Crusades

The Crusades were a series of military expeditions, launched in Europe and generally sanctioned by the Roman Catholic Church, that sought to regain control of Jerusalem and the Christian Holy Land from the followers of Islam. The Crusades were conducted primarily from the 11th through the 13th century, although minor Crusades took place for another 200 years. Eight major official Crusades occurred between 1095 and 1270. The Crusades met with only limited and temporal success, eventually leaving a legacy of bitterness and mistrust between two of the world’s great religions.

Sailors and marines of the powerful Venetian Navy assault the seaward wall along the Golden Horn for a second time in April 1204. The Venetians suspended gangplanks from the masts and yard-arms of their galleys that served as flying bridges for marines to use in assaulting the tops of the city's walls.

Crusades

Sack of Constantinople

By William E. Welsh

Dawn broke clear and hot over Constantinople on July 17, 1203.

All manner of war machines were clustered around the Latin crusaders’ fortified camp on a hill where the Monastery of Saints Cosmas and Damian was located. Read more

The Crusader vanguard composed of French and Burgundian knights penetrates the forward position of Bayezid’s army defended by skirmishers armed with bows.

Crusades

Crusader Disaster At Nicopolis

By Louis Ciotola

In the late 14th century, a new and seemingly irresistible force was emerging in the East, the likes of which Europe had not seen for centuries. Read more

Crusades

Soldiers of God

By John Walker

In November 1177, Saladin launched his first significant military campaign against a crusader state. With 26,000 men, siege engines, a huge baggage train, and his own personal force of elite Mamluk bodyguards, Saladin marched his Ayyubid army across the Sinai Desert from Egypt into southern Palestine. Read more

Pope Eugenius III presents his pilgrim staff to King Louis VII at the Church of St. Denis. A high-ranking knight holds the Oriflamme, which was the battle standard of French kings.

Crusades

Crusader Calamity at Damascus

By William E. Welsh

The hot sun beat down on the mud-brick and wooden buildings, the lush orchards, and the patchwork of pastoral fields around the oval-shaped, walled city of Damascus in southern Syria on the morning of July 24, 1148. Read more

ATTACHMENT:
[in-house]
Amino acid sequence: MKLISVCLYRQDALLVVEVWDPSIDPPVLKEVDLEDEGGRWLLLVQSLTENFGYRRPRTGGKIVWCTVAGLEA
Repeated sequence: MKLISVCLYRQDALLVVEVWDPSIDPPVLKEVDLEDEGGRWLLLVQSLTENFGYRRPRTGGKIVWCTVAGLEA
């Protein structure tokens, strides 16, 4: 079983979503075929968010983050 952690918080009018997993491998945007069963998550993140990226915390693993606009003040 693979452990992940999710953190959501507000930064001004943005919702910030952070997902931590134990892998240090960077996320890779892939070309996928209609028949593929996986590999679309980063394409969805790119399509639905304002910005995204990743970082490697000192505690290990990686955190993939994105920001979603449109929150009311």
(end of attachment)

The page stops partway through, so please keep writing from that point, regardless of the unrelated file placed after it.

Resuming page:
English King Richard I wields a broadsword against his Muslim foes in the Holy Land. His leadership in the Third Crusade ensured his place in the pantheon of great medieval commanders.

Crusades

Crusader Triumph at Arsuf

By William E. Welsh

The advance of long ranks of scimitar-wielding Nubian and robed Bedouin archers on foot signaled a dramatic change in Ayyubid Muslim tactics against the Frankish army marching south along the Palestinian coast from Acre towards Jaffa. Read more

Richard I Chateau Gaillard

Crusades

King Richard’s Chateau Gaillard

By William E. Welsh

In 1194 English King Richard I returned to England from his long absence on the Third Crusade and set about recovering the castles his younger brother John had taken in his absence. Read more

Crusades

Blood on the Cross

By William E. Welsh

The garrison soldiers of Beziers gazed down from the ramparts at the Crusader army setting up camp outside their high-walled city on July 21, 1209. Read more

Crusades

Disaster at Nicopolis

By William E. Welsh

Thick black smoke rose skyward from burning villages on the southern frontier of the Hungarian Kingdom in the spring of 1395. Read more

Crusades

Weighing the Odds of Crusader Success

The christian crusaders that marched south into Ottoman Rumelia in 1444 bet heavily that the combined power of Poland, Hungary, and Wallachia would prove sufficient to break the iron grip the Ottoman Porte had on the southern Balkans. Read more